SCHOOL exams have been cancelled for the first time ever as a result of the coronavirus outbreak.

As cases continue to rise in Scotland and deaths doubled to six overnight, Education secretary John Swinney announced the decision that will affect thousands of young people across the country.

Just 24 hours earlier it was announced that all school were to close from today bit no mention of the higher and National Exams due to start next month was made.

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Ms Swinney said it was an “unprecedented” measure but necessary because of the unprecedented circumstances.

Instead of sitting exams to determine their grades that allow them to progress and to enter higher and further education courses.

Mr Swinney said it is important the “life chances of those due to sit exams are rightly protected. We are doing all we can to deliver the best outcome. Certification needed can be put in place to ensure young people are not disadvantaged.”

He said that a system of course work, teacher assessment and prior attainment could be used to determine the grades pupils are awarded.

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Many senior pupils need certain Higher grades to meet entry requirements for university places they have applied for, others for further education courses or training courses and apprenticeships.

Mr Swinney said that schools must prioritise completion of the necessary work.

He said: “Schools should submit coursework and teacher assessments by the required date.”

In Glasgow almost 11,000 pupils in S4 to S6 at National 4, National 5, Higher and Advanced Higher across sat a total of almost 50,000 exams.

Glasgow City Council moved to reassure pupils they will not be adversely affected by the cancellation.

Maureen McKenna, Executive Director for Education said: “Today’s announcement does not come as any surprise in the current crisis and I want to reassure our young people that our school staff have been working for the last few weeks gathering evidence and up-to-date assessments for every senior pupil and as part of our contingency planning.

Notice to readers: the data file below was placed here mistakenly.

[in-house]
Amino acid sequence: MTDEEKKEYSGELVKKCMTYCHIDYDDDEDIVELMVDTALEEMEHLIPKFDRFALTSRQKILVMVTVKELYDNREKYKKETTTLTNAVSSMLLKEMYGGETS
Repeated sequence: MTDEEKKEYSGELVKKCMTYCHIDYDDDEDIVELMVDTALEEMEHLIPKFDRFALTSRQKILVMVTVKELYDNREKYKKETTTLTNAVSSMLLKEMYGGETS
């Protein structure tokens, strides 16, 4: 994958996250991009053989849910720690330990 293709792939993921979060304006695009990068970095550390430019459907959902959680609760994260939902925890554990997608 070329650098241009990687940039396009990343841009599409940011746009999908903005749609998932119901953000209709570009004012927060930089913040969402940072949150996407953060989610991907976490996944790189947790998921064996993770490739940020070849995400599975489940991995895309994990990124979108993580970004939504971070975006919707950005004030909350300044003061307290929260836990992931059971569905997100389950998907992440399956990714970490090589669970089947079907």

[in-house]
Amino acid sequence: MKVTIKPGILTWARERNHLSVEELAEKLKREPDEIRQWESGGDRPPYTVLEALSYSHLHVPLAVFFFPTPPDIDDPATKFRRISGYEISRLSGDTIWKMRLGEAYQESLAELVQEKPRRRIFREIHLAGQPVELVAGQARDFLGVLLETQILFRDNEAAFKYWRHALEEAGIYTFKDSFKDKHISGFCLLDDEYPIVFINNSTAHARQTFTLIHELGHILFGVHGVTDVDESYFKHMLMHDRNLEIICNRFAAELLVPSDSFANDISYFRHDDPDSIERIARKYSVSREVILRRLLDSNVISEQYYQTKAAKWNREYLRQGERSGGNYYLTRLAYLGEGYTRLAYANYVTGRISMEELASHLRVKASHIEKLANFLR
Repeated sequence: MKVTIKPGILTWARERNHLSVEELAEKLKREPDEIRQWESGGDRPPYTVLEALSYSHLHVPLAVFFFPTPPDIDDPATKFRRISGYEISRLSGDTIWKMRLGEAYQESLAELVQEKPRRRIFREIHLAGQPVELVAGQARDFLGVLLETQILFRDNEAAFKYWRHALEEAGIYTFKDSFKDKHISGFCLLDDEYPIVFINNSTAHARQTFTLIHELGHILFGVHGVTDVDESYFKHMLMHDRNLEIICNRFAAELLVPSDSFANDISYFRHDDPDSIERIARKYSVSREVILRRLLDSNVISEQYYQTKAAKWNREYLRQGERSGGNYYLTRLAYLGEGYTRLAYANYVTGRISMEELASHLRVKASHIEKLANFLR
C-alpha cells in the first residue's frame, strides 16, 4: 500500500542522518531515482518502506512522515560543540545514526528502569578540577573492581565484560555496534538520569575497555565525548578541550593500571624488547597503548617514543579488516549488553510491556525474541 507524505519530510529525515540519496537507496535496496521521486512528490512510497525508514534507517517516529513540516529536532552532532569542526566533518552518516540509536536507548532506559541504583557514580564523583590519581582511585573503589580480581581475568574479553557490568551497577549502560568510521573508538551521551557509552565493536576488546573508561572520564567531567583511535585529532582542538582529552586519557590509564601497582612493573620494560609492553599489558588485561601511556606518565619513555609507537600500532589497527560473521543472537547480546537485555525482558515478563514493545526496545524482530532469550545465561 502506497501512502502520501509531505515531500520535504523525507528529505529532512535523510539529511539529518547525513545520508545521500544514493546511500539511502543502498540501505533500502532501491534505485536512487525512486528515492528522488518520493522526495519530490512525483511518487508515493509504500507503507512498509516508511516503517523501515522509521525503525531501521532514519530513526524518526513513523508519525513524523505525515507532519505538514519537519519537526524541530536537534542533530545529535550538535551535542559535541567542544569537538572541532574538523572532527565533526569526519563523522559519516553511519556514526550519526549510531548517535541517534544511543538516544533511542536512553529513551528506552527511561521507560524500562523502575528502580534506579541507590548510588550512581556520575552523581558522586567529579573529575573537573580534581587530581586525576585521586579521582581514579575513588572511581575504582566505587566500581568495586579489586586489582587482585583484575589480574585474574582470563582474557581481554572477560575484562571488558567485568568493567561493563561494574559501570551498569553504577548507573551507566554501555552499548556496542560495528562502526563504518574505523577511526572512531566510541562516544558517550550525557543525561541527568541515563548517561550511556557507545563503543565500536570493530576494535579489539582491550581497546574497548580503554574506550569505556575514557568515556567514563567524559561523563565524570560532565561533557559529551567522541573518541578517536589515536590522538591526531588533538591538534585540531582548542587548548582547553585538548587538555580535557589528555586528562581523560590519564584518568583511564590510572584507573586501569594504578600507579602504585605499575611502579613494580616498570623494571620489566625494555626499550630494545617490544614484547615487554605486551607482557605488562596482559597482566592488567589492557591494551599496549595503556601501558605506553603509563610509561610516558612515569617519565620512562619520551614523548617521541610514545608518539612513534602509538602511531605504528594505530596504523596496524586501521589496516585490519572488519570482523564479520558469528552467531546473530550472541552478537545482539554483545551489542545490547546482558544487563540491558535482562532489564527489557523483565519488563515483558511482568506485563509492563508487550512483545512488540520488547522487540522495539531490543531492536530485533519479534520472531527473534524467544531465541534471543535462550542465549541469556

“I know that some of our young people are anxious but we know they have the resilience to understand that in these extraordinary circumstances they will not be disadvantaged because they can’t sit their exams.

“However, I also know that our pupils have worked extremely hard and they will be upset that their attainment is not going to be recorded in the normal way – but this is the new normal – with everyone in the country and the world in the very same position and it’s about how we flourish in the face of adversity that matters most at the moment.

“Our schools will be open – with different operating models to meet the needs of their local community – and I will do everything in my power to make sure that our senior pupils achieve the qualifications they deserve.”

Mr Swinney also said plans are being developed to ensure pupils who get free school meals do not go without food.

He said councils will identify who needs support and it could be delivered either by a voucher scheme or though opening community campuses to provide meals to children or to enable young people or families to collect food.